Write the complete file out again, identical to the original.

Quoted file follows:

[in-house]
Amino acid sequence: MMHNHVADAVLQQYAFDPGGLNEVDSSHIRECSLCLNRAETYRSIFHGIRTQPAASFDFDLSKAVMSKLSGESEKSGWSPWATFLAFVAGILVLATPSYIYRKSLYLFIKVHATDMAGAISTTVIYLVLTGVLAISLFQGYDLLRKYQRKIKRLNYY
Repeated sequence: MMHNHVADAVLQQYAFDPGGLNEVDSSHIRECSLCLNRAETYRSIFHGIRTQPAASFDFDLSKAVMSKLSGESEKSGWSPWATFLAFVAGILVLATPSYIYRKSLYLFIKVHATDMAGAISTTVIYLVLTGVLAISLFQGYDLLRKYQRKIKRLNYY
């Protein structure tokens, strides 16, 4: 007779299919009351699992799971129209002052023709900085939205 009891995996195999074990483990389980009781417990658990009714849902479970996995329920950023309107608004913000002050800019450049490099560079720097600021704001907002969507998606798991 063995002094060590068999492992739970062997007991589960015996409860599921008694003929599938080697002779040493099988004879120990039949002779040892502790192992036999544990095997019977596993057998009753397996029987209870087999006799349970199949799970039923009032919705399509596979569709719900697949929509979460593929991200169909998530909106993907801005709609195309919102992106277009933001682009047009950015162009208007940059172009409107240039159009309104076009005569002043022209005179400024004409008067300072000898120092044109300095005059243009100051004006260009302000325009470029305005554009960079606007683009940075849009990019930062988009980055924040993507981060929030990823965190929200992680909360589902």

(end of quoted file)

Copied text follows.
[in-house]
Amino acid sequence: MMHNHVADAVLQQYAFDPGGLNEVDSSHIRECSLCLNRAETYRSIFHGIRTQPAASFDFDLSKAVMSKLSGESEKSGWSPWATFLAFVAGILVLATPSYIYRKSLYLFIKVHATDMAGAISTTVIYLVLTGVLAISLFQGYDLLRKYQRKIKRLNYY
Repeated sequence: MMHNHVADAVLQQYAFDPGGLNEVDSSHIRECSLCLNRAETYRSIFHGIRTQPAASFDFDLSKAVMSKLSGESEKSGWSPWATFLAFVAGILVLATPSYIYRKSLYLFIKVHATDMAGAISTTVIYLVLTGVLAISLFQGYDLLRKYQRKIKRLNYY
């Protein structure tokens, strides 16, 4: 007779299919009351699992799971129209002052023709900085939205 009891995996195999074990483990389980009781417990658990009714849902479970996995329920950023309107608004913000002050800019450049490099560079720097600021704001907002969507998606798991 063995002094060590068999492992739970062997007991589960015996409860599921008694003929599938080697002779040493099988004879120990039949002779040892502790192992036999544990095997019977596993057998009753397996029987209870087999006799349970199949799970039923009032919705399509596979569709719900697949929509979460593929991200169909998530909106993907801005709609195309919102992106277009933001682009047009950015162009208007940059172009409107240039159009309104076009005569002043022209005179400024004409008067300072000898120092044109300095005059243009100051004006260009302000325009470029305005554009960079606007683009940075849009990019930062988009980055924040993507981060929030990823965190929200992680909360589902």